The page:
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OneNote: the flexible brainstorming, note-taking and research tool

Author: David Benaim

Published: 11 May 2021

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Unless something requires a signature, I rarely use Word anymore. Just as Word doesn’t allow for filters or formulas, we use Excel, it also lacks quintessential note-taking features.

When it comes to proposals, reports, newsletters etc. though I replace Word with Sway, a PDF replacement for the 2020’s. Sway was the first article in my quarterly series forgotten Microsoft 365 apps, and this time its OneNote’s turn.

OneNote emulates a physical notepad. Each page in the Notepad can be about unrelated topics, and within each page you can write anywhere on the page. Notes are not saved independently, meaning within seconds you can search through every note you’ve ever taken from the top right (or only on the current page). 

Note taking

This video emphasises the things I really value about OneNote. It uses the OneNote for Windows 10 app, but if you use the one called OneNote the same features exist, but the app looks slightly different. OneNote across platforms & the Notebook structure are explained at the end of this article first here are the key features.

1. Type anywhere on the screen

Word is very rigid in forcing you to type in paragraphs. With OneNote, click anywhere on the screen and start typing, then drag & drop your text containers around to rearrange them in any way you like, which provides a great brainstorming canvas. Each page has a title on the top left and the date is automatically included underneath. As a pro tip, if you hold down Shift as you drag one container over another it will merge the two containers.

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2. Checkboxes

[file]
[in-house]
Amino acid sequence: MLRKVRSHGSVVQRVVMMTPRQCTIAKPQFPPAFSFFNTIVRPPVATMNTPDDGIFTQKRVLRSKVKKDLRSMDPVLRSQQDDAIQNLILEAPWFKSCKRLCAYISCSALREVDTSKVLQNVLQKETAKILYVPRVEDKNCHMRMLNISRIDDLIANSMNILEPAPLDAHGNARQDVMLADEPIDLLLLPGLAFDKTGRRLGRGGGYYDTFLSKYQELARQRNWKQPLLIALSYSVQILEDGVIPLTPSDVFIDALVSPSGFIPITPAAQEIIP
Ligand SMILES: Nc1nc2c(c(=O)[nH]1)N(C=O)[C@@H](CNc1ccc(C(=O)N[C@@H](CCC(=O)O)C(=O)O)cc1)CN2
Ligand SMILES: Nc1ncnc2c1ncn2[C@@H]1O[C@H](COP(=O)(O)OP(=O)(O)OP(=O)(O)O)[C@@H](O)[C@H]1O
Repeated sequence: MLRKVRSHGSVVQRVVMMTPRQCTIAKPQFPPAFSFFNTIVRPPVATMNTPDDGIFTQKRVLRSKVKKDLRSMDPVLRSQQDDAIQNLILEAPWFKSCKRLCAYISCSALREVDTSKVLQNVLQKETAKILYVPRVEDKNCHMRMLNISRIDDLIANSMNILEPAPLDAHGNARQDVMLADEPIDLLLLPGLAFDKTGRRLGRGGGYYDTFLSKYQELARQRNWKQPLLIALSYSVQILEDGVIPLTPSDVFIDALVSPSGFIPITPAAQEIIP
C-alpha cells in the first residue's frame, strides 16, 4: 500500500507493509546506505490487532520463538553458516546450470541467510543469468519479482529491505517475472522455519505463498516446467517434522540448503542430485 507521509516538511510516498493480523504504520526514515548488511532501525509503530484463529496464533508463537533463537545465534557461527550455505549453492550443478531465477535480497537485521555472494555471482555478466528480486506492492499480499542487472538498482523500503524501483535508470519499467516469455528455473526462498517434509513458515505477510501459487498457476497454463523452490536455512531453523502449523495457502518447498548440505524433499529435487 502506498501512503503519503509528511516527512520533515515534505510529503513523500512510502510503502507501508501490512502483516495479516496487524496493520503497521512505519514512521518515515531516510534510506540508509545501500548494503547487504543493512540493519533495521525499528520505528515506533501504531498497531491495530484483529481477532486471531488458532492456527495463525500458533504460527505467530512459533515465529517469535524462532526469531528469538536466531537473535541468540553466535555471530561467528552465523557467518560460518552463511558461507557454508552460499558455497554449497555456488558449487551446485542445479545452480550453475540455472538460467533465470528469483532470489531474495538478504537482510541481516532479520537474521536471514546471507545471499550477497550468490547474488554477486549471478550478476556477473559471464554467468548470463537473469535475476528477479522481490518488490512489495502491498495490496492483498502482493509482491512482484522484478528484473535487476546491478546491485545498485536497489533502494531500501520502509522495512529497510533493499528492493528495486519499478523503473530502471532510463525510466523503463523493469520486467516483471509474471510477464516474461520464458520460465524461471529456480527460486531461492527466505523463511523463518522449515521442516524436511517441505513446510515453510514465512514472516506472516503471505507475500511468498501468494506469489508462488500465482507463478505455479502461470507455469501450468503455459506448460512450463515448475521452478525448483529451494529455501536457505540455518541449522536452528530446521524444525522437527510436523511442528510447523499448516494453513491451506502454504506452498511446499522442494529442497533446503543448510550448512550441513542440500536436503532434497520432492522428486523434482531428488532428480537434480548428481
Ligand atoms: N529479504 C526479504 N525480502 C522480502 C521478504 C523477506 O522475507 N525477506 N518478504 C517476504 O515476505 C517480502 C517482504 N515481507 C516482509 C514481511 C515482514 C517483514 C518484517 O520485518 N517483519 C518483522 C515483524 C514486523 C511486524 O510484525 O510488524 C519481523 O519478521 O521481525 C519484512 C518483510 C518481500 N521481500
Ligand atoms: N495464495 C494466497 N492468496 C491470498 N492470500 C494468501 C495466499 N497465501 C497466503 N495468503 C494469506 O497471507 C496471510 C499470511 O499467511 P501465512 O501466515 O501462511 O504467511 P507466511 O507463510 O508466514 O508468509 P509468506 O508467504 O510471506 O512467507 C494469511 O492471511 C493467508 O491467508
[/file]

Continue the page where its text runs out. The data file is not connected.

Write a list of tasks on several lines, multi select the lines and click Home tab > “To do tag”. These can be ticked or unticked or use Ctrl 1 for a 3-way toggle between ticked, unticked and to do tag removed. I would find tick boxes useful in other Office apps too, like Word, PowerPoint & Excel but they don’t exist (unless you count the cumbersome developer tab operations). As a side note, Google Sheets can have checkboxes in cells.

3. Using tags

A checkbox is one type of tag, you have a preset list or can add your own. Tags fall into three categories:

  1. Icons: Small icons appear to the left of a phrase or paragraph.
  2. Highlights: “remember for later” or other types will highlight text
  3. Checkboxes: You can have to do tags with specific icons that may represent tasks for other people or other types.

Personally, I find three tag types are enough. To do, Question and Important tags.

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4. Sync tasks with Outlook and To Do

Click some items, then select Home tab > Outlook Tasks and assign to today, tomorrow, this week etc. These will synchronize to Outlook & To Do for people who use those apps.

5. Doing arithmetic

Type 726+926= then press enter and OneNote will return 1,652. 635/2671= will give 0.2377, use +-*/^ to add, subtract, multiply, divide or raise to a power just like in Excel.